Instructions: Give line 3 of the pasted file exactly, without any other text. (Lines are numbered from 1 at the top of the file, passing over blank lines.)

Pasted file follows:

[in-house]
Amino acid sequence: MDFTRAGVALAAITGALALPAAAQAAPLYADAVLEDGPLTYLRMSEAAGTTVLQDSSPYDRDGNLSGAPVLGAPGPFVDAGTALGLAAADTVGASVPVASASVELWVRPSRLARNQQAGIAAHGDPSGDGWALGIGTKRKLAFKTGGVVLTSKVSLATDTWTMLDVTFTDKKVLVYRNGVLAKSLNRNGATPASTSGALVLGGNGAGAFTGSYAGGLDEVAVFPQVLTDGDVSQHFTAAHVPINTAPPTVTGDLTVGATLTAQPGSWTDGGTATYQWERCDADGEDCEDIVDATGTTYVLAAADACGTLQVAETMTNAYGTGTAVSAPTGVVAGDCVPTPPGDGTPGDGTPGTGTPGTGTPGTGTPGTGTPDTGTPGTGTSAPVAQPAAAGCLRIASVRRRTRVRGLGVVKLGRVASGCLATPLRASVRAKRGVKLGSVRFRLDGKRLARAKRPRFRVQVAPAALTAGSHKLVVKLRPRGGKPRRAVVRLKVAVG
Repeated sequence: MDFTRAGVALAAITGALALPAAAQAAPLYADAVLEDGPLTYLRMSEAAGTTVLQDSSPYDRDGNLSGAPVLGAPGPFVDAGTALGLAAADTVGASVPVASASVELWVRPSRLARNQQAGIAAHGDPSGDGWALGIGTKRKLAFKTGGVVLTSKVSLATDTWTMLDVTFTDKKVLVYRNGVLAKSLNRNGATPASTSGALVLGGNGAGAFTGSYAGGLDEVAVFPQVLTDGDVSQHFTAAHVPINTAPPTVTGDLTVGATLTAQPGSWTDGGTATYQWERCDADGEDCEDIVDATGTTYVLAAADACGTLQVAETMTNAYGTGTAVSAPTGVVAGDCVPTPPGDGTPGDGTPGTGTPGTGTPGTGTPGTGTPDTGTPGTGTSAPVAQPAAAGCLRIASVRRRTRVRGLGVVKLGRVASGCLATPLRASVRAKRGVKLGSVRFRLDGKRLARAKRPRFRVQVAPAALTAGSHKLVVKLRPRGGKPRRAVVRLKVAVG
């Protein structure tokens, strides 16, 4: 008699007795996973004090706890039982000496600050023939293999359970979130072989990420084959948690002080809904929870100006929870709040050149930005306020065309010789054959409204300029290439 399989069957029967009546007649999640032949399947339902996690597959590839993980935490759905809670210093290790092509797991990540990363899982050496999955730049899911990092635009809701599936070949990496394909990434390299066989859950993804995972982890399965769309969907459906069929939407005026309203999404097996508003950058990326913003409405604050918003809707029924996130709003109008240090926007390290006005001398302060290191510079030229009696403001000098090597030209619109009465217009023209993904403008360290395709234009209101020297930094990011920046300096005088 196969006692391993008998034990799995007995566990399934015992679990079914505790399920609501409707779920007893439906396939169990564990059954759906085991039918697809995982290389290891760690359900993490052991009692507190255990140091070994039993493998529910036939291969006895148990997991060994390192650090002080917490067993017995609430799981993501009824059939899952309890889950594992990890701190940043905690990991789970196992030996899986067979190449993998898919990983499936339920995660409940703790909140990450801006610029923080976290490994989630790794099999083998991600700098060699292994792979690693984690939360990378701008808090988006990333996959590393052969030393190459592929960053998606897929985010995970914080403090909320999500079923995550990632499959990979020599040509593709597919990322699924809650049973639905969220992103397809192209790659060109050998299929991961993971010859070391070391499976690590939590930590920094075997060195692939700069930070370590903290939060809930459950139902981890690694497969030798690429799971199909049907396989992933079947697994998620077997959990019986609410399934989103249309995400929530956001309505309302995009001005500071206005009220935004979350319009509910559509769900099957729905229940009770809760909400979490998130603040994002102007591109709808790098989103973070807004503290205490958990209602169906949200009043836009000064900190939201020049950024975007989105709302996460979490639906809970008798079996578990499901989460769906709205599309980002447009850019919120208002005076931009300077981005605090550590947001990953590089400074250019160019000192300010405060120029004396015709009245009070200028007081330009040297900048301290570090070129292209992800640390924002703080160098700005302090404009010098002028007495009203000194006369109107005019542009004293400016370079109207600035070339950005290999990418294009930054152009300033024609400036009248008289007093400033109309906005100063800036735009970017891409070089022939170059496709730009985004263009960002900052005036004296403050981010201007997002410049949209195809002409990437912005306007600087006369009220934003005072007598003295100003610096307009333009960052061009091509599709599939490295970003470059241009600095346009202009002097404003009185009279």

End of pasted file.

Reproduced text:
Repeated sequence: MDFTRAGVALAAITGALALPAAAQAAPLYADAVLEDGPLTYLRMSEAAGTTVLQDSSPYDRDGNLSGAPVLGAPGPFVDAGTALGLAAADTVGASVPVASASVELWVRPSRLARNQQAGIAAHGDPSGDGWALGIGTKRKLAFKTGGVVLTSKVSLATDTWTMLDVTFTDKKVLVYRNGVLAKSLNRNGATPASTSGALVLGGNGAGAFTGSYAGGLDEVAVFPQVLTDGDVSQHFTAAHVPINTAPPTVTGDLTVGATLTAQPGSWTDGGTATYQWERCDADGEDCEDIVDATGTTYVLAAADACGTLQVAETMTNAYGTGTAVSAPTGVVAGDCVPTPPGDGTPGDGTPGTGTPGTGTPGTGTPGTGTPDTGTPGTGTSAPVAQPAAAGCLRIASVRRRTRVRGLGVVKLGRVASGCLATPLRASVRAKRGVKLGSVRFRLDGKRLARAKRPRFRVQVAPAALTAGSHKLVVKLRPRGGKPRRAVVRLKVAVG